Saturday, 18 June 2022

Ten years ago, following relegation from the Premier League, Blackburn Rovers undertook a series of behind the scenes changes aimed at improving the way the club was run. It would be an understatement to say those changes not only failed, but added to the (largely) true impression that the club was “out of control”. This description is not even an overstated fan opinion, it was the actual language used by the club’s own legal team in its court case against Henning Berg, in which they were ordered to pay him £2.25m.

In producing a new podcast series charting Blackburn’s previous spell in the Premier League, from 2001-12, called Rovers Returned, it was a chance to revisit painful memories of the early Venky’s years and the chaotic way the club was run up to, and immediately following relegation. This exercise in history though is also the reason why I’m cautiously optimistic about the changes behind the scenes this summer.

It would be disingenuous of me to write that the club’s process this summer has been faultless and well executed. Like many fans, I’ve also been worried about the length of time it has taken to appoint a new head coach with pre-season just around the corner. It never made sense to me that the original plan was to appoint a head coach, followed by a director of football. Surely it needed to be the other way around given the responsibilities and role of a director of football?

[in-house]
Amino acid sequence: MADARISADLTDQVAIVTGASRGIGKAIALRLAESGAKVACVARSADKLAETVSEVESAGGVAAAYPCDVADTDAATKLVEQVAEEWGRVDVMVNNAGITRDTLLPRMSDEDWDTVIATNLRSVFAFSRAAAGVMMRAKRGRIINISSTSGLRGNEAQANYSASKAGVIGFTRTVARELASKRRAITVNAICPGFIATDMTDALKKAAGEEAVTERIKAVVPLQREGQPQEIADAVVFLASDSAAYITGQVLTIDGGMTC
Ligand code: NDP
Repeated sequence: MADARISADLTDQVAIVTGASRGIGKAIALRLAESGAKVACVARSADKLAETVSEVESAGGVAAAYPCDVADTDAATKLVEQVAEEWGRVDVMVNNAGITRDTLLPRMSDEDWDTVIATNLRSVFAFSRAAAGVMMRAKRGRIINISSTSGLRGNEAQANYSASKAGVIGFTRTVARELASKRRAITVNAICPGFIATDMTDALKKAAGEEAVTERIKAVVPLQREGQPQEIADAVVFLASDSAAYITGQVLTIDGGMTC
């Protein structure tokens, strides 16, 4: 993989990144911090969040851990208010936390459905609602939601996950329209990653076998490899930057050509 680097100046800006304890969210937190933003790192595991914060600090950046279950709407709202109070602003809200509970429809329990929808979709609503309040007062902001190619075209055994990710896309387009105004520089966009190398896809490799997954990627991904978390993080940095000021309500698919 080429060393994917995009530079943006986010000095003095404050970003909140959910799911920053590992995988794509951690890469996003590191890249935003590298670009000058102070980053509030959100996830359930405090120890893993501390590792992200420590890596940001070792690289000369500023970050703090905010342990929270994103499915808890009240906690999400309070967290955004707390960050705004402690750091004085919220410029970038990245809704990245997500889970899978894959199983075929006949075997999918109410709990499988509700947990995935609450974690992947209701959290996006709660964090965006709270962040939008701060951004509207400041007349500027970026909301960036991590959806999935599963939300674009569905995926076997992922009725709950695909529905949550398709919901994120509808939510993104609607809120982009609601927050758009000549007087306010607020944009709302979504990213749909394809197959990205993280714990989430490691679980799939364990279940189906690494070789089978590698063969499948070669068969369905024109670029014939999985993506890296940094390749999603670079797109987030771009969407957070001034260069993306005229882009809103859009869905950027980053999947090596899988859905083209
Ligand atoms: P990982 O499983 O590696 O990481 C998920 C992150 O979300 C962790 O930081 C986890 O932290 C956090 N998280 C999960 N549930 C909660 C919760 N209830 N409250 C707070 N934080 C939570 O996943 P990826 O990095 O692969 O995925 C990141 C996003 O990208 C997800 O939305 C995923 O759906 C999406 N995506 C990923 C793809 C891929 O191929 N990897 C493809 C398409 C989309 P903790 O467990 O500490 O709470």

I know a lot of fans, myself included, still have questions over exactly how Venky’s run the club, where power lies, who is accountable for certain decisions, and what the owners’ motivations truly are. But the history of the last ten years also means we should welcome progress when we see it. In June 2012 the club appointed Shebby Singh as global advisor, a role that was never clearly defined, held by someone who was in the media for all the wrong reasons, and had no experience of English football, or acting as a senior executive at a football club. 

In contrast, Gregg Broughton has a reputation and track record. Yes, he’s unproven at this level, but as a fan I understand the rationale behind his appointment. Not only that, listening to his first interview he clearly has a philosophy and idea about how the club should operate, what it means for Blackburn Rovers to be sustainable, and utilising our most prized asset, the academy. 

In Jon Dahl Tomasson, at the very least we have a head coach clearly aligned to the vision of the director of football. That might sound like a very low bar, but don’t forget the ‘relationship’ that Singh possessed with Kean, Berg, and Appleton that first year back in the Championship. 

The way Broughton and JDT talk about the vision of the club clearly builds on the work of Tony Mowbray, but as Mowbray said himself before his departure, there is still a lot of work needed behind the scenes to make the club run better. It’s too early to tell what impact Broughton and JDT will have, but at the very least I see signs of progress and a genuine step in the right direction. Let’s hope this translates into off and on-field success when the new season starts.


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